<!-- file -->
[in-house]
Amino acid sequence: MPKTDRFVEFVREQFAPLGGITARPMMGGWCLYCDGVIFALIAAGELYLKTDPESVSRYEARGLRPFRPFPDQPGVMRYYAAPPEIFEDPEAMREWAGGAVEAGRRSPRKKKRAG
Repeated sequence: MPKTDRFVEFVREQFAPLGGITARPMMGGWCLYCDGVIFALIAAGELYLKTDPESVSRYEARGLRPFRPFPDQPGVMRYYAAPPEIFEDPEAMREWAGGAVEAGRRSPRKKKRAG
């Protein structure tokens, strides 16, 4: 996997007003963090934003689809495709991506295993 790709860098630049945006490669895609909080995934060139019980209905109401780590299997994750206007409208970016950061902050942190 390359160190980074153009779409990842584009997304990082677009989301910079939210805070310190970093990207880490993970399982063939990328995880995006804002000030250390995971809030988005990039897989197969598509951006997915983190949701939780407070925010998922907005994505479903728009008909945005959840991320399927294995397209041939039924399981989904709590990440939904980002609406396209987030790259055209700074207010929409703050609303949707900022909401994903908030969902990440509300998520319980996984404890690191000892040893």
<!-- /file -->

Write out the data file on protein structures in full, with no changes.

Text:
[in-house]
Amino acid sequence: MPKTDRFVEFVREQFAPLGGITARPMMGGWCLYCDGVIFALIAAGELYLKTDPESVSRYEARGLRPFRPFPDQPGVMRYYAAPPEIFEDPEAMREWAGGAVEAGRRSPRKKKRAG
Repeated sequence: MPKTDRFVEFVREQFAPLGGITARPMMGGWCLYCDGVIFALIAAGELYLKTDPESVSRYEARGLRPFRPFPDQPGVMRYYAAPPEIFEDPEAMREWAGGAVEAGRRSPRKKKRAG
């Protein structure tokens, strides 16, 4: 996997007003963090934003689809495709991506295993 790709860098630049945006490669895609909080995934060139019980209905109401780590299997994750206007409208970016950061902050942190 390359160190980074153009779409990842584009997304990082677009989301910079939210805070310190970093990207880490993970399982063939990328995880995006804002000030250390995971809030988005990039897989197969598509951006997915983190949701939780407070925010998922907005994505479903728009008909945005959840991320399927294995397209041939039924399981989904709590990440939904980002609406396209987030790259055209700074207010929409703050609303949707900022909401994903908030969902990440509300998520319980996984404890690191000892040893």